The final disc is a harder edged affair. The talented Floyd "Dipper Boy" Council usually only gets recognition nowadays as providing inspiration in the naming of Pink Floyd, but like the Trice brothers who also feature he knew Fuller and played in a similar style. Council was also clearly influenced by Blind Blake, as Lookin' For My Baby demonstrates. Frank Edwards' six titles are different - although an east coast bluesman he had a more Chicago style sound (his two 1949 sides not on Document DOCD 5426 are included). A nice bonus is the final four tracks by Denis McMillon. McMillon was a skilled guitarist and strong singer who could play nice slide as well as the infectious rhythms which propel Paper Wooden Daddy (appearing, to the best of my knowledge, for the first time on CD, and which may have been inspired by Fuller's I'm A Rattlesnakin' Daddy). It is a pity that space limitations prevented the reissue of the three alternate takes of McMillon's work. Sound quality of the Fuller and Washington titles is generally very good, providing worthwhile upgrades over previous reissues. Elsewhere the tracks which appeared on Old Tramp are better presented, with some sounding clearer as well as less noisy. Sound is also better than on the Floyd Council and Trice brothers' tracks which appeared on Document DOCD 5168. Altogether this is a very nice set which brings together some important performances in one neat package. (DPR)
ROOSEVELT ANTRIM: Complaint To Make/ I Guess Youre Satisfied/ No Use Of Worryin/ Station Boy Blues/ BULL CITY RED: Black Woman & Poison Blues/ Everybody Wants To Know How I Die/ Have You Decided (Which Way To Go)/ I Feel Like Shoutin/ I Saw The Light/ I See The Sign Of Judgment/ I Wont Be Dogged Around/ Jesus Touched Me/ Mississippi River/ Now Im Talking About You/ Pick And Shovel Blues/ Richmond Blues/ Talkin With Jesus/ CEDAR CREEK SHEIK: Buy It From A Poultry Man/ Dont Credit My Stuff/ Dont Use That Stuff/ Ford V-8/ I Believe Somebodys Been Ridin My Mule/ Jimmy Shut His Store Doors/ Mary Had A Little Lamb/ Shes Totin Something Good/ Watch The Fords Go By/ What A Pity/ VIRGIL CHILDERS: Dago Blues/ Preacher And The Bear/ Red River Blues/ Somebody Stole My Jane/ Travelin Man/ Whos That Knockin At My Door/ FLOYD "DIPPER BOY" COUNCIL: Dont Want No Hungry Woman/ Im Grievin & Im Worryin/ Lookin For My Baby/ Poor And Aint Got A Dime/ Runaway Man Blues/ Working Man Blues/ FRANK EDWARDS: Gotta Get Together/ Love My Baby/ Sweet Man Blues/ Terraplane Blues/ Three Women Blues/ We Got To Get Together/ BLIND BOY FULLER: Baby Quit Your Low Down Ways Tk 1/ Baby Quit Your Low Down Ways Tk 2/ Big Leg Woman Gets My Pay/ Black Bottom Blues/ Blue And Worried Man/ Bus Rider Blues/ Bye Bye Baby/ Crooked Woman Blues/ Good Feeling Blues/ I Crave My Pigmeat/ I Dont Care How Long/ I Dont Want No Skinny Woman/ I Want Some Of Your Pie/ It Doesnt Matter Baby/ Im A Stranger Here/ Jesus Is A Holy Man/ Jivin Big Bill Blues/ Little Woman Youre So Sweet/ Lost Lover Blues/ Must Have Been My Jesus/ Night Rambling Woman/ No Stranger Now/ Passenger Train Woman/ Precious Lord/ Reds Got The Piccolo Blues/ Shake It Baby/ Somebodys Been Talkin/ Step It Up And Go/ Thousand Woman Blues/ Three Ball Blues/ Twelve Gates To The City/ When You Are Gone/ Woman You Better Wake Up/ Worn Out Engine Blues/ You Cant Hide From The Lord/ You Got To Have Your Dollar/ Youve Got Something There/ LITTLE BOY FULLER (RICH TRICE): Bed Spring Blues/ Blood Red River Blues/ Come On Baby/ Down-Hearted Man/ Lazy Bug Blues/ Pack It Up And Go/ Shake Your Stuff/ Trembling Bed Springs/ SONNY JONES: Dough Roller/ Im Pretty Good At It/ Love Me With A Feeling/ Wont Somebody Pacify My Mind/ DENNIS MCMILLON: Goin Back Home/ Paper Wooden Daddy/ Poor Little Angel Girl/ Woke Up One Morning/ WELLY TRICE: Come On In Here Mama/ Let Her Go God Bless Her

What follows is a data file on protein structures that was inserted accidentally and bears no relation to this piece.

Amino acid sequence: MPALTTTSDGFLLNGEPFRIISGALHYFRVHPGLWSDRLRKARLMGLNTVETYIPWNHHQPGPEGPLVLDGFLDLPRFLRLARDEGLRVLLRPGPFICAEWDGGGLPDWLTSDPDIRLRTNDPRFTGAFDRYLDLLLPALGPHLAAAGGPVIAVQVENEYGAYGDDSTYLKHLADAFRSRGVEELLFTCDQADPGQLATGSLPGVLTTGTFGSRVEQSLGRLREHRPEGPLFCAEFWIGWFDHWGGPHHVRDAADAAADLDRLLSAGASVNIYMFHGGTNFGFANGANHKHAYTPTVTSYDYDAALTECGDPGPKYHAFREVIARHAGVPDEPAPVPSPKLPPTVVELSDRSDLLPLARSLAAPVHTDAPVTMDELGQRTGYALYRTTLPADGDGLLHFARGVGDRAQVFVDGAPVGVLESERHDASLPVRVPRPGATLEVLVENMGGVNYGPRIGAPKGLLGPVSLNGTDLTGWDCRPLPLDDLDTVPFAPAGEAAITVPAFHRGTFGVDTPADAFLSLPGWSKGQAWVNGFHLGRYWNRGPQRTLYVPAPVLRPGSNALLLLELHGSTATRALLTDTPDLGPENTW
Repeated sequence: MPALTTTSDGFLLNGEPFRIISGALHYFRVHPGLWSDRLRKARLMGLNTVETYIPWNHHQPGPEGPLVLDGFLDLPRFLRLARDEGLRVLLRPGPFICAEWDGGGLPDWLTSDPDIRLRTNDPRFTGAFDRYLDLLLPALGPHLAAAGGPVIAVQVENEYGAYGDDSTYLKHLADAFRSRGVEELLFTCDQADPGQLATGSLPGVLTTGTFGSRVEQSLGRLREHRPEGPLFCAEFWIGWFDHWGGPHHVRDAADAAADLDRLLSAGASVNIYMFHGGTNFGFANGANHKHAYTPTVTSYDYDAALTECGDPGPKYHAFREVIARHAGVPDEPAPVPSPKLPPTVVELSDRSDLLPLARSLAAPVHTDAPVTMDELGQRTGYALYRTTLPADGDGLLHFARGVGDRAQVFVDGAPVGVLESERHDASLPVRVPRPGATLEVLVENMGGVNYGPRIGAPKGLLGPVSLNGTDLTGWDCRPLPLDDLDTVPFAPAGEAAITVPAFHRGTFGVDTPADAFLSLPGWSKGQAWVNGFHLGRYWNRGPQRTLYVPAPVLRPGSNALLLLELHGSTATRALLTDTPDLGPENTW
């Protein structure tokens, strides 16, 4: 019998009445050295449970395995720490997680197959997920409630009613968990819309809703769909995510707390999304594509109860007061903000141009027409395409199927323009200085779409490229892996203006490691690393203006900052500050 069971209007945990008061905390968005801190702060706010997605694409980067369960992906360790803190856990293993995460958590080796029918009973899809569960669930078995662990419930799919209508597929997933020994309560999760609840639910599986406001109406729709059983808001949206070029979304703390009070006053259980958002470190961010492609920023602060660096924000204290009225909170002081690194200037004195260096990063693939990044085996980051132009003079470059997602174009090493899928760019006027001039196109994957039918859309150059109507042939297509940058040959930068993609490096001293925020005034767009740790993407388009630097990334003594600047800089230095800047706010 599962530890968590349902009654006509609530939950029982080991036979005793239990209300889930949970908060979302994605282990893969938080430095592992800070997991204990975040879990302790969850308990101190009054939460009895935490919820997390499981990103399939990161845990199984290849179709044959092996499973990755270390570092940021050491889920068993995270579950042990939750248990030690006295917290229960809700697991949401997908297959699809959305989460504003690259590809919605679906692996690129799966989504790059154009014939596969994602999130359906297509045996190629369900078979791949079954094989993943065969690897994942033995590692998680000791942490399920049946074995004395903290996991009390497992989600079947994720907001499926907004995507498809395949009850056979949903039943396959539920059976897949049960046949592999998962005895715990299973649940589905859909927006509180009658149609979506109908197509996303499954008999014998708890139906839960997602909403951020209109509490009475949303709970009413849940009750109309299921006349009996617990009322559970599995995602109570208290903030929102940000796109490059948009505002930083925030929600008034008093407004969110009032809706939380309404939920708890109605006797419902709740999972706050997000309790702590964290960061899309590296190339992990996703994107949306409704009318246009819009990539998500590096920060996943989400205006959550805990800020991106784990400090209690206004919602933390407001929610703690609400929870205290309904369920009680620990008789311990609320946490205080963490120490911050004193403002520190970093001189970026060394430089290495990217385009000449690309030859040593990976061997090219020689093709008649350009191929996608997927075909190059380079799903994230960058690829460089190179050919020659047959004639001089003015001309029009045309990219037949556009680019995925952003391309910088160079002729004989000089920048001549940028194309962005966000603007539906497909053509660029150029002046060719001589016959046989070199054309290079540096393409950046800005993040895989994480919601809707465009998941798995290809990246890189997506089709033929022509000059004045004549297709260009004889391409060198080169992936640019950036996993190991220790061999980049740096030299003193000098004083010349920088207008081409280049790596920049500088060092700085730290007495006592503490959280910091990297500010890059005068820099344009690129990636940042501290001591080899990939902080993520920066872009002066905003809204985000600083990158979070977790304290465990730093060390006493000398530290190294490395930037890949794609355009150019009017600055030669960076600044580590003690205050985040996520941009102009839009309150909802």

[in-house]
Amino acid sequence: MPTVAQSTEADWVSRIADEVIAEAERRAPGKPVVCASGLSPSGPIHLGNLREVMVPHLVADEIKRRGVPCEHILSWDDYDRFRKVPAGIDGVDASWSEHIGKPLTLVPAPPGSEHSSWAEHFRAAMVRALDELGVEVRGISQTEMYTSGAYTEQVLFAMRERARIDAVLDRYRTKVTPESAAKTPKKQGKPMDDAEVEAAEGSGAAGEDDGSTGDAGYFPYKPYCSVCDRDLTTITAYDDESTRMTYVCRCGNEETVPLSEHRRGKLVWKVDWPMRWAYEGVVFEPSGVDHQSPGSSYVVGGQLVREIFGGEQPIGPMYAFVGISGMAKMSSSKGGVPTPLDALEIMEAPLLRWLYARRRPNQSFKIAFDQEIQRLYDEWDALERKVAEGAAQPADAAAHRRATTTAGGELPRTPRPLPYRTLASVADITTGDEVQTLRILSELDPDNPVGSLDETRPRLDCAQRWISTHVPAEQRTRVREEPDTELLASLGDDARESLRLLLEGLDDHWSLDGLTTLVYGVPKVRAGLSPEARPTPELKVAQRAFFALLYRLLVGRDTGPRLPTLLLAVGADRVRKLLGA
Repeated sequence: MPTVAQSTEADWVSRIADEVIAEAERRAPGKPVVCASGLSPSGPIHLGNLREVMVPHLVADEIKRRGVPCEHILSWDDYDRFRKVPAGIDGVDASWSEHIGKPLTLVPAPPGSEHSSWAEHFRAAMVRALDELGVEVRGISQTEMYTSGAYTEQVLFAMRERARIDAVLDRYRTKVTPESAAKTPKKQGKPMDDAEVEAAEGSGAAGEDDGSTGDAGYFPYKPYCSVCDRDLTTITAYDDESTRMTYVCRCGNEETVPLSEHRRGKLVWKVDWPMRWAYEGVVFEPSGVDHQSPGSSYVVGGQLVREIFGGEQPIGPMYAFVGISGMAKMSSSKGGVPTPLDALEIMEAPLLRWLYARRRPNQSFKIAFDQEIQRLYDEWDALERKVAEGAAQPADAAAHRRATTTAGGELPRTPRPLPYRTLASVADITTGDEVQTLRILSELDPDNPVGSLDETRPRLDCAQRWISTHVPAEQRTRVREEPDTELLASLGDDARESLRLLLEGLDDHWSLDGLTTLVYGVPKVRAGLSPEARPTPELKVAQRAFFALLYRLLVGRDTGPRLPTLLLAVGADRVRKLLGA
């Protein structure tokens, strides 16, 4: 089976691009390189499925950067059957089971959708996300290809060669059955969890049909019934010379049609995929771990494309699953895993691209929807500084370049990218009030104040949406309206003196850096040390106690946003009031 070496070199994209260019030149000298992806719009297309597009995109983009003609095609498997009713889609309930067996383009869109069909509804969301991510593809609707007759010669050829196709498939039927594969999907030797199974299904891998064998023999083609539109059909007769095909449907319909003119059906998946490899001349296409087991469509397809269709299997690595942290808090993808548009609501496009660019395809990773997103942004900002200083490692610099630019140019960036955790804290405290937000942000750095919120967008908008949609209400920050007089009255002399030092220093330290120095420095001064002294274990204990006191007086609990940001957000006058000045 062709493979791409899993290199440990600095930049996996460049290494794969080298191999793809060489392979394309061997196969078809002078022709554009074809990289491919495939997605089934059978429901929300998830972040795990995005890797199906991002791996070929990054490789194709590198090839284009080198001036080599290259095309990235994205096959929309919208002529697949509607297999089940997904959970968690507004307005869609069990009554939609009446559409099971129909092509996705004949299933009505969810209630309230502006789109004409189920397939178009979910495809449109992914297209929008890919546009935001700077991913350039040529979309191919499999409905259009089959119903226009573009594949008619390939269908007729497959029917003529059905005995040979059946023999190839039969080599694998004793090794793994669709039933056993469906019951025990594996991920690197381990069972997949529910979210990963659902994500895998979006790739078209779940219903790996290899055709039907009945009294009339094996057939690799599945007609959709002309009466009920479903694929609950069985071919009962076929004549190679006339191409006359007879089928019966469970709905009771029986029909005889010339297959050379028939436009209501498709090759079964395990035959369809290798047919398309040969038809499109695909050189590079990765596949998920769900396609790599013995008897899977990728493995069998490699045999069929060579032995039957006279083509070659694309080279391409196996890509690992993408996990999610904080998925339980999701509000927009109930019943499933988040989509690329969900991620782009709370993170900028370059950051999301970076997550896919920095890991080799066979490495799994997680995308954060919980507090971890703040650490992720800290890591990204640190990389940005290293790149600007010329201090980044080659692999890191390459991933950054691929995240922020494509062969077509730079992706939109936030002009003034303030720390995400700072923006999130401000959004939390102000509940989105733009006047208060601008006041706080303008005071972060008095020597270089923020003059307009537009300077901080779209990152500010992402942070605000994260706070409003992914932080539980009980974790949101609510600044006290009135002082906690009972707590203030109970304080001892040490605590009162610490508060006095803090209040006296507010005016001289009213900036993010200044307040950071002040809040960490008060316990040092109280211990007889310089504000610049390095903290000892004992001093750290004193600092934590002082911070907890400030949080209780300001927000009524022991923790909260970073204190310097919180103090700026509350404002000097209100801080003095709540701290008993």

BLIND BOY FULLER Yazoo 1060 Truckin' My Blues Away ● CD $15.98
14 tracks, 1935/38 - some of his best songs with exceptionally good sound.
BLIND BOY FULLER: Corrine What Makes You Treat Me So?/ Funny Feeling Blues/ Homesick And Lonesome Blues/ I Crave My Pigmeat/ Jivin' Woman Blues/ Mamie/ Meat Shakin' Woman/ Painful Hearted Man/ Sweet Honey Hole/ Truckin' My Blues Away/ Untrue Blues/ Walking My Troubles Away/ Weeping Willow/ You Never Can Tell

BLIND BOY FULLER & SONNY TERRY Blues Collection 158 562 Harmonica & Guitar Blues, 1937-1945 ● CD $13.98